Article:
Successes and failures from Camp David to Oslo
In 1977 Menachem Begin became Prime Minister of Israel. One of Begin’s first steps was to authorise the first settlements in the West Bank, the territory seized from Jordan in 1967. Begin did not annex the West Bank, but by allowing Israeli settlers to build homes there, he was effectively stating that he regarded the West Bank as Israeli territory. Despite these moves, Begin showed that he was prepared to make agreements with the Arab states and this led to the Camp David Talks with Egypt in 1978.
Begin was a realist. He saw no point in provoking hostility when it
could do him little or no good. Since 1967 Israel had occupied Sinai,
which was almost entirely desert and of no real value. He could see
no point in holding on to it and so continuing to anger the Egyptians.
The Camp David Agreement was signed by President Sadat of Egypt and Menachem Begin the Israeli Prime Minister on 15 September 1978 and a full treaty was concluded on 26 March 1979. The Agreement was signed at Camp David, one of the official residences of the president of the USA. Israel promised to evacuate all land taken from Egypt, except the Gaza Strip, within three years. This was completed on time in 1982. In return Israel would have free use of the Suez Canal and the Gulf of Aqaba.
This was the first agreement between Israel and any of her Arab neighbours. There had been no end of hostilities between the Arab states and Israel since the end of the 1948-9 war. This was the first indication that the Arab states were prepared to limit their hostility to Israel's existence.
The main weakness in the Agreement was that it did nothing for the Palestinians. This meant that Sadat was seen as having betrayed the Palestinian cause for his own ends. In 1981 he was assassinated by Muslim extremists in his own guards. Israel also continued to build settlements on the West Bank despite the promise to stop them. By the late 1970s, there was also serious conflict in Lebanon, to where the PLO had moved after being forced out of Jordan. This attracted attention away from the successes of the Agreement and no further progress was made until the late 1980s.
In 1988 Yasser Arafat renounced the use of violence. The USA accepted Arafat’s statements and made its first official contacts with the PLO. However, these were broken off when Arafat did not condemn a raid by the Palestine Liberation Front (part of the PLO) on an Israeli military base in May 1990.
In 1991 the USA sponsored a peace conference in Madrid. Israel, Jordan and the Palestinians were present, but the PLO was not invited. However, many of the Palestinian delegates were members of the PLO and their attitude impressed the Americans. Talks continued at Washington, but appeared to be getting nowhere.
In June 1992 the Labour Party was elected to power in Israel. Yitzhak Rabin, the new Prime Minister, lifted the official ban on contact with the PLO in January 1993. Rabin announced that he wanted the Palestininans to be partners, not enemies. In future, he said, Palestinian rights would be restored in every respect. Rabin was convinced that the only way to end the violence of the Intifada was by negotiation and that would mean compromise with the PLO and concessions from Israel.
Rabin acted swiftly to show that he meant business and to win the confidence of the Palestinians. All building on the West Bank was stopped and the Israeli army was refused permission to search the Palestinian University campus. 800 of the 7,429 Palestinians being held by the Israelis were released. Secret talks took place in Oslo between the Israeli government and the PLO in January 1993. In the meantime the violence of Intifada increased. But in August 1993 agreement was reached between the Israeli and Palestinian negotiators.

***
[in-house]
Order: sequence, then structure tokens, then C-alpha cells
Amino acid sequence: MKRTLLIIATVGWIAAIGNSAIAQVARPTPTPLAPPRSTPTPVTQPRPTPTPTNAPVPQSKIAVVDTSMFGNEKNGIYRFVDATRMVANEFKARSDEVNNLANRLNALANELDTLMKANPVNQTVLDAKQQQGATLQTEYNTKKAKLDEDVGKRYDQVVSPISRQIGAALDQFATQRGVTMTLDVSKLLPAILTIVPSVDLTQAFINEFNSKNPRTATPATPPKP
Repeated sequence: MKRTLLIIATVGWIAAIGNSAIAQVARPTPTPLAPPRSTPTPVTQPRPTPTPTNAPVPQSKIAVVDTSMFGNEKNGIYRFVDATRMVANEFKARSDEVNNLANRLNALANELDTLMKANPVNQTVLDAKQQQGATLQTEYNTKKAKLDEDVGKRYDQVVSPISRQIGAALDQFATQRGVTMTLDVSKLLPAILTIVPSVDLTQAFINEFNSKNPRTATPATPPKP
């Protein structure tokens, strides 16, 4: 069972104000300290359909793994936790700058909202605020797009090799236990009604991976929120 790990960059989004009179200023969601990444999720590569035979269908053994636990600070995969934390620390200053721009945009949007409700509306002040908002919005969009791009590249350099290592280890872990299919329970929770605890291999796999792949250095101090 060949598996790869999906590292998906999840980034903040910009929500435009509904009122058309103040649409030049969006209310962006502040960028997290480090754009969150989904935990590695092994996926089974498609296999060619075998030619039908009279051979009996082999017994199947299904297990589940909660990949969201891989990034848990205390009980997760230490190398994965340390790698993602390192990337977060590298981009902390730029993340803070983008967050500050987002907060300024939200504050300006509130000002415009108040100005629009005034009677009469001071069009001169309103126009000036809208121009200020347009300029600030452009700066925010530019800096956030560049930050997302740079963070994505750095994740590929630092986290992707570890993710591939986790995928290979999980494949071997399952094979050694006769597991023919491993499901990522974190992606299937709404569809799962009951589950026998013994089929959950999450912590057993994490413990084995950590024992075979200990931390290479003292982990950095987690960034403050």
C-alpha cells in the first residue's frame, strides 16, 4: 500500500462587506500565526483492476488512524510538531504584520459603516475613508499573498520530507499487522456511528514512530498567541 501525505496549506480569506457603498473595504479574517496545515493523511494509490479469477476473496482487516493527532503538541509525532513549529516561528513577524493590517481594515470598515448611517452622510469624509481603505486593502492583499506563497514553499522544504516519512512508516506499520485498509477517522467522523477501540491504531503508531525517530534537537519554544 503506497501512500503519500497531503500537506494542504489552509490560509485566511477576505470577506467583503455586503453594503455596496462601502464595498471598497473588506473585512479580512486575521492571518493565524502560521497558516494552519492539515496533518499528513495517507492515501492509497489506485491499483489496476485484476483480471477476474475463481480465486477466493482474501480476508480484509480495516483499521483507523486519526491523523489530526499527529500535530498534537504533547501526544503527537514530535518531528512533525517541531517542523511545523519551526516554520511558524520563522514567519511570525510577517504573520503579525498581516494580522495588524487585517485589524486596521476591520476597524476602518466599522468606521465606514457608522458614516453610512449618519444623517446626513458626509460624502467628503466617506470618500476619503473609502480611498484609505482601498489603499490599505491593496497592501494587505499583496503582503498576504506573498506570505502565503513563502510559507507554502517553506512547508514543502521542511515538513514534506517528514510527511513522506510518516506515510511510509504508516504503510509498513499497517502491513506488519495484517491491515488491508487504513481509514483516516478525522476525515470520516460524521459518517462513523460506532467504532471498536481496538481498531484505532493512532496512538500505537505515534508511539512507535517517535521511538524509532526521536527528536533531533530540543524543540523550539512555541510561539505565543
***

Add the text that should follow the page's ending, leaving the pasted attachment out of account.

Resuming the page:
The PLO agreed to recognise Israel, renounce terrorism and accept responsibility for all groups within the PLO. Israel agreed to recognise the PLO as the representative of the Palestinian people. The two sides then agreed upon plans for Palestinian self-rule in the Gaza Strip and the West Bank city of Jericho. Israeli troops would be withdrawn from these areas. The Palestinians would govern these areas and take over responsibility for law and order.
The first stages of the Oslo Accords went into effect in May 1994, when a Palestinian police force took over the Gaza Strip and Jericho and Israeli troops withdrew from most of the Gaza Strip. On 1 July Yasser Arafat returned to head the new Palestinian Authority. A second agreement was signed in 1995, which led to more Israeli troop withdrawals from the West Bank. The return of Yasser Arafat to the Gaza Strip led to scenes of great rejoicing. Palestinians anticipated that this would lead to the creation of a Palestinian state and membership of the United Nations. Arafat even spoke of possible application for membership of the British Commonwealth.
Palestinian self rule proved much more difficult however. Arafat found that controlling the more violent groups in Gaza was very difficult, as was wringing more concessions out of the Israelis. Palestinian attacks on Israelis continued and fighting broke out between extremist groups and Arafat’s Palestinian police force. But the most serious blow to the peace movement was the assassination of the Israeli Prime Minister Yitzhak Rabin in November 1995. He was shot while attending a peace rally by an Israeli extremist, who believed that Rabin had given away too much in his agreements with the Palestinians.
End of unit.
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